Nature doesn’t always put water where we need it. But we are smart enough to deal with that.
Where’s the task force? Where are the task forces? The governor should appoint a task force. Mayors should appoint task forces. The Chamber of Commerce and other business organizations should create task forces.
All with the single purpose of finding new water sources and outlining plans to develop those sources, no matter how difficult the task may appear.
Today’s drought is not a typical cyclical drought. It’s a long-term condition, caused by climate changes driven largely by human atmospheric interference. In fact, 2021 could be the wettest and coolest year of the next three or four decades. Drought conditions will be corrected. But it will take decades, not years. In the meantime, those who live in water-deprived areas must help nature make adjustments.
That’s what the task forces should be asked to do — identify new sources of water and develop plans for capturing, storing and redistributing the water. We have done that in western America for 200 years — captured water, stored it, and redistributed it to help nature sustain plant and animal life. Visionaries created reservoirs all over the area — Mountain Dell, Flaming Gorge, Lake Powell, Strawberry, Jordanelle and hundreds of others. Few were easy to plan and complete. Unfortunately, we grew short-sighted and complacent over the past few decades, failing to plan ahead for long-term drought.
These task forces should be small — six or eight individuals — so they have a chance to accomplish something. They should include both thinkers and leaders. Good ideas are useless until they are transformed into action.
Do not appoint conservationists. Conservation is important, but we cannot conserve our way out of long-term drought. Besides, a modern, civilized society requires bathing and boating, gardens and golf courses, sprinklers and swimming pools — all of which could be eliminated by water conservation proposals.
The world has plenty of water. The planet’s water supply is basically static. Nature stores water in oceans, lakes, rivers, ice and snow (nature’s cold storage pond). When nature decides to move water, moisture evaporates into clouds, moves along wind currents and returns to earth in the form of rain or snow.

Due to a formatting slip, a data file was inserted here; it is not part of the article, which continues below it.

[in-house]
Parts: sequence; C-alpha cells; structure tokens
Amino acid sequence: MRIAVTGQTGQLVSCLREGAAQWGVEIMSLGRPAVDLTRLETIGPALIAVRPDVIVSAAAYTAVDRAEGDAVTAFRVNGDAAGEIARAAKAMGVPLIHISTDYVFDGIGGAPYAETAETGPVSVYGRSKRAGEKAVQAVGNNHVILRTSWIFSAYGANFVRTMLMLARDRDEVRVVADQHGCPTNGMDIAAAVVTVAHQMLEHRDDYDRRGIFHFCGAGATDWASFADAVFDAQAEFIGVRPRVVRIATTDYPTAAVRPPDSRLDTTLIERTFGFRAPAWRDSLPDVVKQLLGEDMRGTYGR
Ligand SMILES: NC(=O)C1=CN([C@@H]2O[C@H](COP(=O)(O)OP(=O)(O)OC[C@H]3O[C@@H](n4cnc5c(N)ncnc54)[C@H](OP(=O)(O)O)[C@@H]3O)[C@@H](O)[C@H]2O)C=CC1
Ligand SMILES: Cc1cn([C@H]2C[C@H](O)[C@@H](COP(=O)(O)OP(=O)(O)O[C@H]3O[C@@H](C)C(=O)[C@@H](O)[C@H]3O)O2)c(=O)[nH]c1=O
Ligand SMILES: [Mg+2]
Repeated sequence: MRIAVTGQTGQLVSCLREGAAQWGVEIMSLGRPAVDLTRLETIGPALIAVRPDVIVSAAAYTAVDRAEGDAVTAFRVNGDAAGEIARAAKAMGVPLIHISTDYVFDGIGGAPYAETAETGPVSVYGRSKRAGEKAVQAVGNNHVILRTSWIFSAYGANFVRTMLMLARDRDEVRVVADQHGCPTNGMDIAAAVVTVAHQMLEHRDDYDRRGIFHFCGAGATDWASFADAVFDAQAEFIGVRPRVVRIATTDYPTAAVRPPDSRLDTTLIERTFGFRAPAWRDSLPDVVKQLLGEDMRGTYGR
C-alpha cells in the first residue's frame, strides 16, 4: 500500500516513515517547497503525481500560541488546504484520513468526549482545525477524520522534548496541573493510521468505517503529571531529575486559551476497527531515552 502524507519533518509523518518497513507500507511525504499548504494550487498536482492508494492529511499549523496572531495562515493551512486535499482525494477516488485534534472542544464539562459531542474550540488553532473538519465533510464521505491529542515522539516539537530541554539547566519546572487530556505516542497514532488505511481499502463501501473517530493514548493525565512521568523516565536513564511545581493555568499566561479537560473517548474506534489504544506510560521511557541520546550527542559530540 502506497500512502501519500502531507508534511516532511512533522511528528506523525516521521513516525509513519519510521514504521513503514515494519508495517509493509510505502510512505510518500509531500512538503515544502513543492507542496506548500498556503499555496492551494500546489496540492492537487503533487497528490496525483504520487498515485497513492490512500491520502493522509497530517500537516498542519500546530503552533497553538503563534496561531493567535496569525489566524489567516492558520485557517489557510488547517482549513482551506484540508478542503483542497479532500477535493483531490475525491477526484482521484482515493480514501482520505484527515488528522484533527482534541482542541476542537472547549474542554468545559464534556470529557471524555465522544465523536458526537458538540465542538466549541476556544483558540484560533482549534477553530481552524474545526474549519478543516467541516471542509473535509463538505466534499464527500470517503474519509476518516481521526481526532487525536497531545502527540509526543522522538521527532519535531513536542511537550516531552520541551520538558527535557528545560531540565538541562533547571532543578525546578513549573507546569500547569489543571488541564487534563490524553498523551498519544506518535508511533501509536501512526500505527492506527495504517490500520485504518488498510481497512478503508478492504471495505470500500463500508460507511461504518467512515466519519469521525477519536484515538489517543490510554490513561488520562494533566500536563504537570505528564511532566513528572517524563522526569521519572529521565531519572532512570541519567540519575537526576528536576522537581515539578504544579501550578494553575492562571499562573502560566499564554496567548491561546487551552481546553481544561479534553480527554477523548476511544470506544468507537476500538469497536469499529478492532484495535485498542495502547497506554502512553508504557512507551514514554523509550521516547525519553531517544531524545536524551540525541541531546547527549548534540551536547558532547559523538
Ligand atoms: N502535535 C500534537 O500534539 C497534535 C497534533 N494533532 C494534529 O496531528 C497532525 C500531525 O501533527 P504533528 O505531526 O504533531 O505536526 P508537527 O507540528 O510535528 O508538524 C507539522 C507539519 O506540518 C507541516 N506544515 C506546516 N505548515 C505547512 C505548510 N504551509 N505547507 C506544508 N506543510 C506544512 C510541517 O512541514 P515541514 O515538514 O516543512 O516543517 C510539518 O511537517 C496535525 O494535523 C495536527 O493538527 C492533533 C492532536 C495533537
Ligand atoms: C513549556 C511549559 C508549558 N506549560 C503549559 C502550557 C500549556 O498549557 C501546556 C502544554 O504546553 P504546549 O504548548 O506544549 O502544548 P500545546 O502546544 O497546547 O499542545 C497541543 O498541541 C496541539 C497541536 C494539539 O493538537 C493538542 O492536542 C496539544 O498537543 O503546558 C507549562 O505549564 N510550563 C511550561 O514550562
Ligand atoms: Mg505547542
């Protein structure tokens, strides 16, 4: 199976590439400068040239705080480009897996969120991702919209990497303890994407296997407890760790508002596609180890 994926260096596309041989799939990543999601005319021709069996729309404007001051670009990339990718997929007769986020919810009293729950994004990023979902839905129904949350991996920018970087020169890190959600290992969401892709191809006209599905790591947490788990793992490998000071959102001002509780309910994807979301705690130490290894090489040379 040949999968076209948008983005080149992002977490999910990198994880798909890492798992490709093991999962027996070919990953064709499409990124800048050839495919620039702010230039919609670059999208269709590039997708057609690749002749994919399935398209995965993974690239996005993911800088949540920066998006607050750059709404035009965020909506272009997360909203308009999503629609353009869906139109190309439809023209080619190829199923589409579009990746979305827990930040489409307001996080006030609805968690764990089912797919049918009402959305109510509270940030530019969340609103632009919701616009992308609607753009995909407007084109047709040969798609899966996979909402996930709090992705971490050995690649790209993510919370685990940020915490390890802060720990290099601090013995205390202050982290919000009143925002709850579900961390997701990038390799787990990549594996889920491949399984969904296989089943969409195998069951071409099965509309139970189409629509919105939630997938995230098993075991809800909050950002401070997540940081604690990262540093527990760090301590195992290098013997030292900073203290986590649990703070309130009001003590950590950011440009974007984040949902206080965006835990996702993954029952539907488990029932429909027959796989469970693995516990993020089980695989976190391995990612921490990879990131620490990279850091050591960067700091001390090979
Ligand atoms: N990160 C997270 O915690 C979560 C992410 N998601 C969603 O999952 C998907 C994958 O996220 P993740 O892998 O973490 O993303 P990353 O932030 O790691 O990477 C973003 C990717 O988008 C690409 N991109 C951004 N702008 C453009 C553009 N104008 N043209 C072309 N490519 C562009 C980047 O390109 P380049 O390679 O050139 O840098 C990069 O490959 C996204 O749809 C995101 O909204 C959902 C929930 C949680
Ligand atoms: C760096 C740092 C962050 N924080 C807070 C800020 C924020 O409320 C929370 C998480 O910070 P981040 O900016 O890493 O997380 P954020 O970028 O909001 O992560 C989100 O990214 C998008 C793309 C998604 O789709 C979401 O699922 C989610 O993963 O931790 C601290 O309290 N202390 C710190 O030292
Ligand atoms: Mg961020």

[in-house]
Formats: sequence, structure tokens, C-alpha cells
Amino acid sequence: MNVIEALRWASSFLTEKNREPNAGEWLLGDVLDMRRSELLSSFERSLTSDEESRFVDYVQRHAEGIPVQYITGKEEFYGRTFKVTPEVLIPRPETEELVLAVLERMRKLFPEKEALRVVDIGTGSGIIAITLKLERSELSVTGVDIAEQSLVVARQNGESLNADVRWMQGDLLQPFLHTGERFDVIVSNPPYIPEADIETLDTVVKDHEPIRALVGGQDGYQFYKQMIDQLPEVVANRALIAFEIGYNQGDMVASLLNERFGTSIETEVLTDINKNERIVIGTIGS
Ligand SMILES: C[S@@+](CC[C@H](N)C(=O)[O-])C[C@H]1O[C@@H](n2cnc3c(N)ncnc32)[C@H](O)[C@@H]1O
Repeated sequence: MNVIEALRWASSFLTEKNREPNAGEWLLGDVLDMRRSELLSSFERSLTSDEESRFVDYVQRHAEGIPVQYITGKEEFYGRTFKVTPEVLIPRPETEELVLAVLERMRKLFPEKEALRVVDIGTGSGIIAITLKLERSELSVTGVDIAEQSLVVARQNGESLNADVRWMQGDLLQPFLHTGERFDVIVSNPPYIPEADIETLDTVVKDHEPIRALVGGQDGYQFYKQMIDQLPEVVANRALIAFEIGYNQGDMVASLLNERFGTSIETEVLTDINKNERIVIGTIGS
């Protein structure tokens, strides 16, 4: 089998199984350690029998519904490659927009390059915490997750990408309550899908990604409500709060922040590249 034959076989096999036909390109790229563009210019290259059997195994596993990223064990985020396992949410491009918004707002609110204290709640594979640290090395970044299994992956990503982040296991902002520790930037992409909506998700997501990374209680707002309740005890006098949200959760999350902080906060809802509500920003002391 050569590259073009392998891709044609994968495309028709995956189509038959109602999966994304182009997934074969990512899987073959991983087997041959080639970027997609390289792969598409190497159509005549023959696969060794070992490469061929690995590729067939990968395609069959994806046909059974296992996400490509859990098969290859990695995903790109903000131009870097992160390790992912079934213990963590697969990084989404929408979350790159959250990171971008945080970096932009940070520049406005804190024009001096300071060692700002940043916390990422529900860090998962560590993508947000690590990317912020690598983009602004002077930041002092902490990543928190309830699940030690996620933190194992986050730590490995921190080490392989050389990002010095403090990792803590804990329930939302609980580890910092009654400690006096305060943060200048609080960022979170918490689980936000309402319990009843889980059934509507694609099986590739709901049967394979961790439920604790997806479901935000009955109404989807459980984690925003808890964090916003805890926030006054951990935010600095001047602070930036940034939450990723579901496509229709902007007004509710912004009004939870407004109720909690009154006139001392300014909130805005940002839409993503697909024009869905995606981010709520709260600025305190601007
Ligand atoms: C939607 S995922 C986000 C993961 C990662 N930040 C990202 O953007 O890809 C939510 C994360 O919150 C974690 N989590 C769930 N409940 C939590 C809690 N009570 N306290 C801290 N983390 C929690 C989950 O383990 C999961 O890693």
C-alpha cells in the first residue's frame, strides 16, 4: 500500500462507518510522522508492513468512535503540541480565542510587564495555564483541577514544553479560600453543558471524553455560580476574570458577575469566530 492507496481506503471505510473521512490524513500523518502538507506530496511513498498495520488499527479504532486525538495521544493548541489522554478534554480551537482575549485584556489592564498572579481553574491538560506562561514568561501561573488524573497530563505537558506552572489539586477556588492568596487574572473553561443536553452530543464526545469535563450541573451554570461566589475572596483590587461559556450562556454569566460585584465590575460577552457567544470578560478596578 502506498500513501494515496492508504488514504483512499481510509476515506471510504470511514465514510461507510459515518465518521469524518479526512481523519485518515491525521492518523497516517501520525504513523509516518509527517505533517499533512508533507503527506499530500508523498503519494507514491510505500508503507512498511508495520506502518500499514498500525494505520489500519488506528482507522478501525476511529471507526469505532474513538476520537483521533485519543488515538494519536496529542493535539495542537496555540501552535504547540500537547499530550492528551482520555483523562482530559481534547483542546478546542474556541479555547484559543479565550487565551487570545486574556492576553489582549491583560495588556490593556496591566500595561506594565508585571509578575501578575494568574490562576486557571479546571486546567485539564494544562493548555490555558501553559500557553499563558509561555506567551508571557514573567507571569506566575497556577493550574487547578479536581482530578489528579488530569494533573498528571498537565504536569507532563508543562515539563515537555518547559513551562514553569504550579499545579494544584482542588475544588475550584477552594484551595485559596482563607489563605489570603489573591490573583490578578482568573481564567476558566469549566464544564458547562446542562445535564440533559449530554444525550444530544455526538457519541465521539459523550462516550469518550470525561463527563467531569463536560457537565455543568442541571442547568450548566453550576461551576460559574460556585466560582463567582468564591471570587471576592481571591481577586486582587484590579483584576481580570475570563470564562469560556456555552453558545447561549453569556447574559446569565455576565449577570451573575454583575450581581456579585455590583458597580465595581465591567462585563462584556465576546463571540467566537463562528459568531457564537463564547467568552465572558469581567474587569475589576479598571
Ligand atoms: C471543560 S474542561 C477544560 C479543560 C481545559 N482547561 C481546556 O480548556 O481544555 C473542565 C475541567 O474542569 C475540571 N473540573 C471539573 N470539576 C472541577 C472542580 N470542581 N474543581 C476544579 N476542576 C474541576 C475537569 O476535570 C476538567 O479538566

But natural forces don’t always deposit water where soil, plants and animals can make the best use of it. Natural laws are seldom driven by situational need. Fortunately, nature — however you define it — created animal species with the ability to think ahead, to plan and to compensate for troubling natural phenomena. Humans learned how to mimic nature by capturing, storing and redistributing water and other earthly “gifts.”
Evaporating ocean water into clouds purifies water and eliminates salt. But Great Salt Lake doesn’t need evaporated water. We could import ocean water directly so the lake can continue to play its vital role in climate stability for northern Utah. Importing ocean water for Great Salt Lake would free local fresh water sources to nourish plants and animals, including humans.
Task forces should consider such a possibility. (It’s less expensive than sending billionaires into space for three minutes of meaningless thrill-seeking.) Also, desalinization of ocean water may be expensive, but it’s common practice in many parts of the world and on hundreds of ships sailing the oceans. We found money to destroy the planet’s climate cycles; we can find money to compensate for the disruptions.
Years ago, former Sen. Frank Moss commissioned a study about importing water from northern sources. Task forces should search out that publication to see what we can learn from it. Excess water might also be available from Midwestern rivers and lakes. Those possibilities should be examined by one or more task forces.
Redistributing water is expensive. But allowing areas of the western United States to dry up is infinitely more expensive.
Don Gale is a long-time Utah journalist who has written about countless successful efforts to solve seemingly intractable problems.